Government fleet managers facing emissions-reduction policies have long asked for work truck or van offerings to complement the electrified small passenger cars that are now readily available. Those seeking an all-electric van offering won’t have to wait much longer.
On March 28, Workhorse unveiled in N-GEN electric delivery vehicle at the San Francisco City Hall, days before a fleet of four vehicles enter a pilot with an unnamed fleet. With a range of up to 100 miles, the vehicles will be used for last-mile, mostly residential deliveries in the Bay Area.
“They want to test it over all sorts of terrain,” said Steve Burns, Workhorse CEO. While climbing San Francisco's hilly streets may drain the battery quicker, Burns said regenerative braking will allow to driver to recover some of that power.
The N-GEN's standard features include all-wheel drive, automatic braking and lane centering, and a best-in-class 26-foot turning radius. It also includes telematics, and a range extender is optional. Ryder will support maintenance and warranty work for the vehicles.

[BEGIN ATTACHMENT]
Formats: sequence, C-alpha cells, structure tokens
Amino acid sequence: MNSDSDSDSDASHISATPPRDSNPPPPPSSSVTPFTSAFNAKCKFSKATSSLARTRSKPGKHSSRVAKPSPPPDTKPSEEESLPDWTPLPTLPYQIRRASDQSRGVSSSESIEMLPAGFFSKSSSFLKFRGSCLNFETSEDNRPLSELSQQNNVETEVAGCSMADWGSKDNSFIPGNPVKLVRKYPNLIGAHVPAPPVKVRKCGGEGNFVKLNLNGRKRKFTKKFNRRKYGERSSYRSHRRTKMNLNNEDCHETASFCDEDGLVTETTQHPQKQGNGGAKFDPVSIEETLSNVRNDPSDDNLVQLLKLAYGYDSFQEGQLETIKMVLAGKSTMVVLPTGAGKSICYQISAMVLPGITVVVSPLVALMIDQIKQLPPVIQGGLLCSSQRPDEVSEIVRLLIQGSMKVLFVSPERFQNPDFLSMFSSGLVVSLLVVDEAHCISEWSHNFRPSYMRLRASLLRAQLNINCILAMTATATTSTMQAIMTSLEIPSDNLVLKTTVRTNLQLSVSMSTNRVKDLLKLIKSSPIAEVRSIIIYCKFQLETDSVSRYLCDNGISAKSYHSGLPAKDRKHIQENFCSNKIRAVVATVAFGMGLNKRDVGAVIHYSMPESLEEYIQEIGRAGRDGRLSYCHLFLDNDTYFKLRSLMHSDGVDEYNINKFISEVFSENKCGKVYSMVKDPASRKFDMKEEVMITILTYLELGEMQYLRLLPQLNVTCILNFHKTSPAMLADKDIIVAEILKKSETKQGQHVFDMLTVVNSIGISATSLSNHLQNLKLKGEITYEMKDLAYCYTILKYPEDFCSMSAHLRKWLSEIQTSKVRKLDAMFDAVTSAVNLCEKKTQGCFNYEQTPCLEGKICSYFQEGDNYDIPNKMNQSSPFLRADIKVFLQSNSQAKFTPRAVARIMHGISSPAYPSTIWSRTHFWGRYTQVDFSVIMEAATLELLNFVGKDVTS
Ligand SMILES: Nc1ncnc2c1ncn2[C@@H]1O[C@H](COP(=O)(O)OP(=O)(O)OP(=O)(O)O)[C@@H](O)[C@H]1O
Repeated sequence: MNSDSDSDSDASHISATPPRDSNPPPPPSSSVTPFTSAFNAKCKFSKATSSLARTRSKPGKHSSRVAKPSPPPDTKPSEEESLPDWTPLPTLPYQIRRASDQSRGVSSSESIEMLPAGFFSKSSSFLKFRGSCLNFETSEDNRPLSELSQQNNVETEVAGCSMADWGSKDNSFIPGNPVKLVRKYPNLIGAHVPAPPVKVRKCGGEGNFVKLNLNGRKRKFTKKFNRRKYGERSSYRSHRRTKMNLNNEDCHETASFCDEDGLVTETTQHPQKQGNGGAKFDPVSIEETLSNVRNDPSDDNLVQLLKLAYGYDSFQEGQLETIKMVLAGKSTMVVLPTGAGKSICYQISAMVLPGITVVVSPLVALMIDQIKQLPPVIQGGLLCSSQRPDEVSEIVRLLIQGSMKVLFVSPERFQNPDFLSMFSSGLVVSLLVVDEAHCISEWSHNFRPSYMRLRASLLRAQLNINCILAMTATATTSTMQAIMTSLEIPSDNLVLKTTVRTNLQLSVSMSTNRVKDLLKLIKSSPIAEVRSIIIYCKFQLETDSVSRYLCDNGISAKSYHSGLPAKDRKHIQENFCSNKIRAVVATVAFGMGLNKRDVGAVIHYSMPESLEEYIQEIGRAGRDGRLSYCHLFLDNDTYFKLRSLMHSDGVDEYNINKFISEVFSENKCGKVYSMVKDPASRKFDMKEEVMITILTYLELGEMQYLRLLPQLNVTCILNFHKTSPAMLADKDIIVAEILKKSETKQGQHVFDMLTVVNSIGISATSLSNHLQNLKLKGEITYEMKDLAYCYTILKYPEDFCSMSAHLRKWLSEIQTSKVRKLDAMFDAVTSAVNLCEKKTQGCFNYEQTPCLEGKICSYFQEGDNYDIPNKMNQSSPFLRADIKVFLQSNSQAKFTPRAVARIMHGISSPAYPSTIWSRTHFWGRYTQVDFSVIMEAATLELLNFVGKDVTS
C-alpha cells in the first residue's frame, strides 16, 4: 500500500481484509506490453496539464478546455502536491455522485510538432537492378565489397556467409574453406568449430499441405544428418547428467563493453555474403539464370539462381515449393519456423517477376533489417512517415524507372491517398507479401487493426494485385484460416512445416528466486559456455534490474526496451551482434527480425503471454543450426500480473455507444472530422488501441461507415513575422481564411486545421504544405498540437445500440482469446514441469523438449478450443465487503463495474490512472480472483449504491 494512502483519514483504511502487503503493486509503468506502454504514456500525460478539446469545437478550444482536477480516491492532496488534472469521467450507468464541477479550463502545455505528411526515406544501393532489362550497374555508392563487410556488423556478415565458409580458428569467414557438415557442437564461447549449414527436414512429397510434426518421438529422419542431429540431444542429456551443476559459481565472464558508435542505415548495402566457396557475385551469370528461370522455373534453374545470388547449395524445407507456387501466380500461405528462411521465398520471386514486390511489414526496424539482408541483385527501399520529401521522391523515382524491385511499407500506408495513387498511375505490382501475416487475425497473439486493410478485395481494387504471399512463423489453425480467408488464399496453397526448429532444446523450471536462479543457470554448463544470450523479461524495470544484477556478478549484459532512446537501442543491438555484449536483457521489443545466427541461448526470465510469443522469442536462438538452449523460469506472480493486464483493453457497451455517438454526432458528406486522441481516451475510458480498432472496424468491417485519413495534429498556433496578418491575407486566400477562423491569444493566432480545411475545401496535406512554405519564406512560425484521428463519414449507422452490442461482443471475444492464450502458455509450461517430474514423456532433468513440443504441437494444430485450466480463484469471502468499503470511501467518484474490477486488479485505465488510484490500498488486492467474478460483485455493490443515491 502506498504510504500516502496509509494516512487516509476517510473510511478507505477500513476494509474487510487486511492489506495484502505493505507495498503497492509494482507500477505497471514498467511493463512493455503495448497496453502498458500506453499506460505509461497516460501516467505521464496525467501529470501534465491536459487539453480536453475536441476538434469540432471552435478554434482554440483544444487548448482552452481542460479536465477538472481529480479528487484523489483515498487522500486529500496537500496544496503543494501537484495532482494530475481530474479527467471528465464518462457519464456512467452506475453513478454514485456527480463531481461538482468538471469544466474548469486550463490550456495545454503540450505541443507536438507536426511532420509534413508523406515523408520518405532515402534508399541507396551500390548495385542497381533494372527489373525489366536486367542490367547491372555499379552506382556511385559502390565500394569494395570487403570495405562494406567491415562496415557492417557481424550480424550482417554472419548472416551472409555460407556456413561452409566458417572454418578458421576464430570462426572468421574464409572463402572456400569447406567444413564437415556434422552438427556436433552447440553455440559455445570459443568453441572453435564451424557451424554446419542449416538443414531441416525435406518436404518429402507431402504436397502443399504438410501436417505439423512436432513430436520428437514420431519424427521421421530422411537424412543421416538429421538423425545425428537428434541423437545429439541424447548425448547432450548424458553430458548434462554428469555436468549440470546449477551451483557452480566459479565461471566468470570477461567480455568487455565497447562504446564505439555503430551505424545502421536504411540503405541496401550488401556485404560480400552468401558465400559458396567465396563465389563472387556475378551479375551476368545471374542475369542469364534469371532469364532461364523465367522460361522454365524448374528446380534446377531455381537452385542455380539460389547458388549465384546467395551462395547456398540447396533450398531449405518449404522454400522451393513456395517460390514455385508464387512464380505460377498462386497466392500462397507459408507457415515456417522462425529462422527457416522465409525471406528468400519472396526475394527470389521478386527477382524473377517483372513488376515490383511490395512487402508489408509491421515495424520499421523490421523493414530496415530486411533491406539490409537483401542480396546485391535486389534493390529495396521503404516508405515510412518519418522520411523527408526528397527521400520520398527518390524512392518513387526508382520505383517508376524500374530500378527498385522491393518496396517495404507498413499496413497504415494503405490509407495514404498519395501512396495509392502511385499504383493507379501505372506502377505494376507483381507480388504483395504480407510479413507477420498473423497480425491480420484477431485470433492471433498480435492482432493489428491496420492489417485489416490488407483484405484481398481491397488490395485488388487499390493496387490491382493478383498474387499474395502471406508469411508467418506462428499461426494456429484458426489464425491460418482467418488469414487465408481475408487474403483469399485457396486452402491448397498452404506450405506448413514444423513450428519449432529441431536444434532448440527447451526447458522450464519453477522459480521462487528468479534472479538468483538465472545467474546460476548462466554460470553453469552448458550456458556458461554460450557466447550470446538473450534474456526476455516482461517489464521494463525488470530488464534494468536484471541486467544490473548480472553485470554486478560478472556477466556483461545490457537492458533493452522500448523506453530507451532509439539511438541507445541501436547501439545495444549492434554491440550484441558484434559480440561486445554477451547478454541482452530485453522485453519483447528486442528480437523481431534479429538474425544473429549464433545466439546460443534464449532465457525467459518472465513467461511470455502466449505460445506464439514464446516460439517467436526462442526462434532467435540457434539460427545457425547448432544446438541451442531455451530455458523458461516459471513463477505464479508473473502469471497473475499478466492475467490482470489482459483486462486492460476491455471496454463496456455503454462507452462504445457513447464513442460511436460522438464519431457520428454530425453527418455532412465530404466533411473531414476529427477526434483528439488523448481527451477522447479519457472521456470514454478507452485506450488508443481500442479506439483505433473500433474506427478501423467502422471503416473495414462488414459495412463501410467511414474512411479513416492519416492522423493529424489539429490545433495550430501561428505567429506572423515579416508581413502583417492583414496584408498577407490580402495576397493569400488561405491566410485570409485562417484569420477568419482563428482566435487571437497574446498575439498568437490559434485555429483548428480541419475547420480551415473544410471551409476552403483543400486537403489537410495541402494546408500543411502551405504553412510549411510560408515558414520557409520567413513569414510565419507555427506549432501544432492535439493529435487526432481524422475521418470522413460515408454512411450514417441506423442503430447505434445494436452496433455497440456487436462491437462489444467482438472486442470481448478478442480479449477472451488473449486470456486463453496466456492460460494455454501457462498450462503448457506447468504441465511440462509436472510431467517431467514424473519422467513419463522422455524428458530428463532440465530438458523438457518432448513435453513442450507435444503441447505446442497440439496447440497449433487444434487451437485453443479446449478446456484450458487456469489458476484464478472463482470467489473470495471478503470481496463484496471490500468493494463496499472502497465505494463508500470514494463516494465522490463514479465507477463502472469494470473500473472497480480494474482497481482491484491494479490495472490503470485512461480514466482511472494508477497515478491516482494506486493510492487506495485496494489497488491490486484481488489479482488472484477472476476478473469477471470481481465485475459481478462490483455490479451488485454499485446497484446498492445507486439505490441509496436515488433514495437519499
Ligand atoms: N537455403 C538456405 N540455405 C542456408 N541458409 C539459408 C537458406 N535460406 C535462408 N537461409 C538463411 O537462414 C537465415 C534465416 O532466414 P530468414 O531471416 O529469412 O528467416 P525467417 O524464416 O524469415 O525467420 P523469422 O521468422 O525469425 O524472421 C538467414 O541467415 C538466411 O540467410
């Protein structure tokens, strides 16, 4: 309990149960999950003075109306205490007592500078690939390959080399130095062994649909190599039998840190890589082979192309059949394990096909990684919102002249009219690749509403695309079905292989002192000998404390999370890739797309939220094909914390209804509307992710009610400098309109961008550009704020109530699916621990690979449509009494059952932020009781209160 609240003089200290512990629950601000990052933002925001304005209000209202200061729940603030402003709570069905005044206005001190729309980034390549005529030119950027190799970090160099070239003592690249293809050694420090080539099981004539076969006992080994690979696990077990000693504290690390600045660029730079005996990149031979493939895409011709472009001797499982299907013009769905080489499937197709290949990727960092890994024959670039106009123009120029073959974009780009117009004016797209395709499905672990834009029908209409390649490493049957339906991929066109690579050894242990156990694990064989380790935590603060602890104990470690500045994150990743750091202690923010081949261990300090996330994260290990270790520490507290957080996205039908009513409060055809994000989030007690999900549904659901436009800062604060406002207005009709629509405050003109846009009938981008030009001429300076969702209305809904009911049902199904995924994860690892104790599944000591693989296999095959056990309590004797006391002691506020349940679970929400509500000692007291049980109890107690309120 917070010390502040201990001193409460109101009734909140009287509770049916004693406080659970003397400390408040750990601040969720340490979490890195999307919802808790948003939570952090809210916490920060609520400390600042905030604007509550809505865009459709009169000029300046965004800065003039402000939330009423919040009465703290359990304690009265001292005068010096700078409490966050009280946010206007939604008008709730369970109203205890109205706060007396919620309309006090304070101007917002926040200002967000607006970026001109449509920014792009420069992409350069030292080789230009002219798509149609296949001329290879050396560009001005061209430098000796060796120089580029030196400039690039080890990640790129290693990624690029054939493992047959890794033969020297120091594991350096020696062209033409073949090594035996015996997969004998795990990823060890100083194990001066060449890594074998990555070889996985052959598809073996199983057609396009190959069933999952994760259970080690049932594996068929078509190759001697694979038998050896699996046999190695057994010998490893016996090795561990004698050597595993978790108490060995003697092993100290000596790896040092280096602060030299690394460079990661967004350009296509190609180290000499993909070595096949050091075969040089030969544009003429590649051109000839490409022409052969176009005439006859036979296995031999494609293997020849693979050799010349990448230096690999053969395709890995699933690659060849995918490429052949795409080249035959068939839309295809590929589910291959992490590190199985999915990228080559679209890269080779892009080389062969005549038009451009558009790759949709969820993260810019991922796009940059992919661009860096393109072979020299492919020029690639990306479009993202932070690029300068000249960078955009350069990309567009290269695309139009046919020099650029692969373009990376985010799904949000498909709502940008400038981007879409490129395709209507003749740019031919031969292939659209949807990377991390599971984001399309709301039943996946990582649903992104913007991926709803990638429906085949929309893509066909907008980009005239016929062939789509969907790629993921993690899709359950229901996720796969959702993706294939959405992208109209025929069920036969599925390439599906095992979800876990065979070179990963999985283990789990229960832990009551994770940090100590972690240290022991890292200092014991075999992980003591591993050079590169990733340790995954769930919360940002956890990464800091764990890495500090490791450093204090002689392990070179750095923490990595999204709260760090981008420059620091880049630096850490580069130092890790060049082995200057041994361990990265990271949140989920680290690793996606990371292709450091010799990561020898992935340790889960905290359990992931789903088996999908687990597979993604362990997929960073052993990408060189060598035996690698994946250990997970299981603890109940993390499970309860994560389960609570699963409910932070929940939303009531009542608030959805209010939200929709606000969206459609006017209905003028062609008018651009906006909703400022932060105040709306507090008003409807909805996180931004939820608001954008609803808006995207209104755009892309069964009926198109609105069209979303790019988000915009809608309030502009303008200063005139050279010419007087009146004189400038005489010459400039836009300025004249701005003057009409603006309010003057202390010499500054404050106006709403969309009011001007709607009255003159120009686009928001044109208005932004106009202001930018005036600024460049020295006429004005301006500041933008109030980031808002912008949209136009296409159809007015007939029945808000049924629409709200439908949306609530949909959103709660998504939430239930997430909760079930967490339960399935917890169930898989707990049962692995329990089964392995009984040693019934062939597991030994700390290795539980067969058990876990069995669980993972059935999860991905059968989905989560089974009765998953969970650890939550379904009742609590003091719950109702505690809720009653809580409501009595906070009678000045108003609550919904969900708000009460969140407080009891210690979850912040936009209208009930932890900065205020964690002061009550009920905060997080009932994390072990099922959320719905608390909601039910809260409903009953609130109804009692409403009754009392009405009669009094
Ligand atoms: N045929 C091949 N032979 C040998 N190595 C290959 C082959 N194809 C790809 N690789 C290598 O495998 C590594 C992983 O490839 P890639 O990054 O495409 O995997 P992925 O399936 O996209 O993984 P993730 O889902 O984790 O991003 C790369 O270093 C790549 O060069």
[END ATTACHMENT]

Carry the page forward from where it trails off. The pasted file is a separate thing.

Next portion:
Burns said what makes this vehicle stand out is that it’s built from the ground up to be an efficient delivery vehicle. A major selling point is the low, flat floor, which eases rolling for carts, eases driver entry and exit, and provides extra cargo space.
“It’s remarkably small for a 450-square-foot cargo space,” he said.
But just because it’s designed to be a delivery vehicle doesn’t mean that’s all it can be used for — Burns believes it would also make a great ambulance or utility vehicle, or various other government uses.
Workhorse, which also produces a plug-in hybrid electric truck, is one of five finalists in the running to produce the United States Postal Services’ next delivery vehicle. Testing is taking place now.
“This [N-GEN] is borne of the Post Office vehicle chassis, so a lot of what we learned in developing the Post Office vehicle, you’ll see in that vehicle,” Burns said.
Workhorse expects to start N-GEN production in June, with full production by the end of the year. Pricing has not yet been announced, but Burns expects leasing costs will be the same as leasing an equivalent diesel van. The company will begin taking orders for the vehicle soon.
Originally posted on Government Fleet